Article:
Thursday, September 21, 2006

Shiny Happy People

10 years ago I was skidding towards bottom in a brownstone apartment, just off Second Avenue on East 78th Street in Manhattan.

There was no job to go to every day. There were no more friends to hang out with. I have zero recollection of that time now, except this:

The quiet time never lasted long. If I'd bothered to look at a clock it would've said 4:30 a.m. The neighborhood bars had closed, the last of the other drunks had wandered off into the early morning, and the garbage trucks and birds hadn't started yet.

That time was my time of the day. The only time my mind got any respite from it's own insanity.

It would last all of 15 minutes. That's when the birds would start. I never knew what they were so happy about. Didn't they know that winter was coming? Then the "bang/clang/crash" of New York City's Waste Management trucks would start. They didn't even pretend to be quiet. They were up, dammit, and the rest of us could like it or lump it.

I might've drifted into another blackout around 5:30 or so, and come out of the liquor induced coma again, just in time to join Katie, Matt, Anne and Al for breakfast (another swig of scotch).

I can't begin to describe it now, but try to imagine Hell. That's where I was. In Hell. All of my own creation.

Sober people have a saying to the effect that "religion is for people who are afraid of going to Hell... spirituality is for people who've already been there." I'm pretty spiritual today. But not then. There may have been a God out there, but he sure didn't give a rat's patootie about me.

That poor, pathetic, falling down drunk needed help badly, but would've refused it had it been offered. Things were just "fine" thankyewverymuch. "Fine" by the way is an acronym. It stands for "F*cked up, Insecure, Neurotic and Emotional".

It seems absurd, now, that I was surrounded by sobriety in New York, if I'd only reached out for it. I thought that I was the only hopeless drunk in town and that no one had ever felt like I felt.

Of course I would never have agreed to even look for others like me. Not then. I hadn't lost enough yet (ring any bells? I mentioned this in my piece on King George yesterday). No, I still had some more to lose. More money, more sanity (not that there was much left) and what few friends I had left in my life. So I did!

Yes, there was a miracle. I woke up in a jail cell on a Sunday morning in Hightstown, New Jersey, on March 8, 1998. How I got from that apartment to that jail cell is a topic for another day, but suffice it to say, it worked. I'd been nailed on a drunk-driving charge the night before and when the enormity of that offense hit me, I knew the "party was over."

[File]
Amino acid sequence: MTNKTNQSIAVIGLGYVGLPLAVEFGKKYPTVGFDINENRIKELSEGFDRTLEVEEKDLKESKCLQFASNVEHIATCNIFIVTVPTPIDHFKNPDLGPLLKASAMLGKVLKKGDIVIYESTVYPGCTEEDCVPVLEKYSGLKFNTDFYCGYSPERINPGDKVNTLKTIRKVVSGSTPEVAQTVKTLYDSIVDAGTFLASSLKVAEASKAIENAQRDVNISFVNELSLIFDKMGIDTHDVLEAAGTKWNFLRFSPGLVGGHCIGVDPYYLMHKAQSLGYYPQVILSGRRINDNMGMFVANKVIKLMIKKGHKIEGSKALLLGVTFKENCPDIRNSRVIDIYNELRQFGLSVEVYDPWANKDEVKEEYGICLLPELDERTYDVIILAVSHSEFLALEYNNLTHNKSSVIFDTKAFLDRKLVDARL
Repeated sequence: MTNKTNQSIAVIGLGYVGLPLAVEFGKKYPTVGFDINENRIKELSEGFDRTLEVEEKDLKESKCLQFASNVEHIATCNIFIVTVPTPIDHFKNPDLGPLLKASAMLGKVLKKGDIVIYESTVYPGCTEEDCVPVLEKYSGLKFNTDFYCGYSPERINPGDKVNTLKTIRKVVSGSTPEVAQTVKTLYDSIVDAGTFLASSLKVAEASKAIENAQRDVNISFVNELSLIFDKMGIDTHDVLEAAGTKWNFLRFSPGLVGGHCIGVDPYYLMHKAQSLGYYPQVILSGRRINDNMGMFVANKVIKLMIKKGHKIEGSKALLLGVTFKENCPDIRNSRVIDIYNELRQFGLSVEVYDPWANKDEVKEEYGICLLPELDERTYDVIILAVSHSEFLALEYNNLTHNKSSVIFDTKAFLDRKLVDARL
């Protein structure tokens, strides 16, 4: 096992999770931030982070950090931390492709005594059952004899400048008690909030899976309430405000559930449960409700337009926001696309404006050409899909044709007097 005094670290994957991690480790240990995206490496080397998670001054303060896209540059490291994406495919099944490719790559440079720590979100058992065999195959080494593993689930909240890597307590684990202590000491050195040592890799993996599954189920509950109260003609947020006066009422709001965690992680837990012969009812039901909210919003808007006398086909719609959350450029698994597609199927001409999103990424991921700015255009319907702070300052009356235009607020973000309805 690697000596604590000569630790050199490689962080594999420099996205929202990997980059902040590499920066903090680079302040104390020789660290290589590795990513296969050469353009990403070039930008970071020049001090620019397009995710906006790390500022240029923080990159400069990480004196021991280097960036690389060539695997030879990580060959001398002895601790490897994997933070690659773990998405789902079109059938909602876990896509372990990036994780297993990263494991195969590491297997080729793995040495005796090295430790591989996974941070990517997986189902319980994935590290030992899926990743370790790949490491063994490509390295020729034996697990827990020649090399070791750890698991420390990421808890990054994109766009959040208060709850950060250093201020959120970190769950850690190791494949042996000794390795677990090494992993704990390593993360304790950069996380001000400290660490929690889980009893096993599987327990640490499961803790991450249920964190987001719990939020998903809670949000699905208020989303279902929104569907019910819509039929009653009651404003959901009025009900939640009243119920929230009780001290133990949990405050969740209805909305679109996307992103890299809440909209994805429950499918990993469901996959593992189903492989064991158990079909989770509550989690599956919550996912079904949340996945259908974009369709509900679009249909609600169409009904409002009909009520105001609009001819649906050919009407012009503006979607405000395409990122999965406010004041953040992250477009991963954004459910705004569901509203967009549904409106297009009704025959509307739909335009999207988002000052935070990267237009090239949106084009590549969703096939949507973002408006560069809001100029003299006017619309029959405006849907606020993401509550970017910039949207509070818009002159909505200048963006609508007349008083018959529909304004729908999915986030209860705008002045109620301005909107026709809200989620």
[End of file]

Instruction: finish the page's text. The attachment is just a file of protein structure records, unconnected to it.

I found what I was looking for two days later, when I walked into a 12-Step meeting and realized that the "Mother Ship" had returned to Earth to pick me up. But I wasn't particularly happy about it. In fact, I was pretty miserable for a couple of years.

But, slowly, I changed. My outlook changed. My feelings changed. How I felt about all the awful things in my past that I used to drink over changed, too.

Today I am one of those most annoying of all God's creatures, a Shiny Happy Person, especially first thing in the morning. Little Ronnie Sunshine. (Although, if you value your life, don't ever call me "Ronnie" to my face).

I've learned lots of things in sobriety, one of which is, that happiness is an inside job, but it also is quite contagious. Remember that old saw, "If mama ain't happy, ain't nobody happy!"? Well, that works both ways.

When Ronnie's happy, seems like Everbody's happy!

And just for today, I am extremely happy.


Bev Sykes said...

{{ smooch }}

JoyZeeBoy said...

{{smooch]] right back atcha, ma belle soeur!

Stephanie said...

My ex-husband is an alcoholic, and he lost his family because of it. Fortunately, he's been sober for several months now, and I hope he will be able to reclaim his life, as you have. Sadly, though, I'll never get back what I lost to the bottle, and I wasn't even drinking from it... Anyway, congratulations on your sobriety! I know what a tremendous accomplishment that is.

JoyZeeBoy said...

God bless you, Stephanie. It's obviously no news to you that alcoholism destroys families.

Even though your marriage is over, if you haven't already done so, I'd recommend that you check out Al-Anon.

Dyane said...

Bless you & your journey. My big brother is an active alcoholic, I so wish he'd wake up one day & see what's its doing to all of us.. my hubby on the other hand, has been sober for 18 years :)

JoyZeeBoy said...

Thanks, Dyane.

Active alcoholics literally have no idea how much they are hurting people. I didn't.

When I was still active, it never occured to me that people loved me... or that I loved them. I only realized those things after I got sober.

My congratulations to your husband on his 18 years.

All anyone can do for your brother, though, is to pray for him.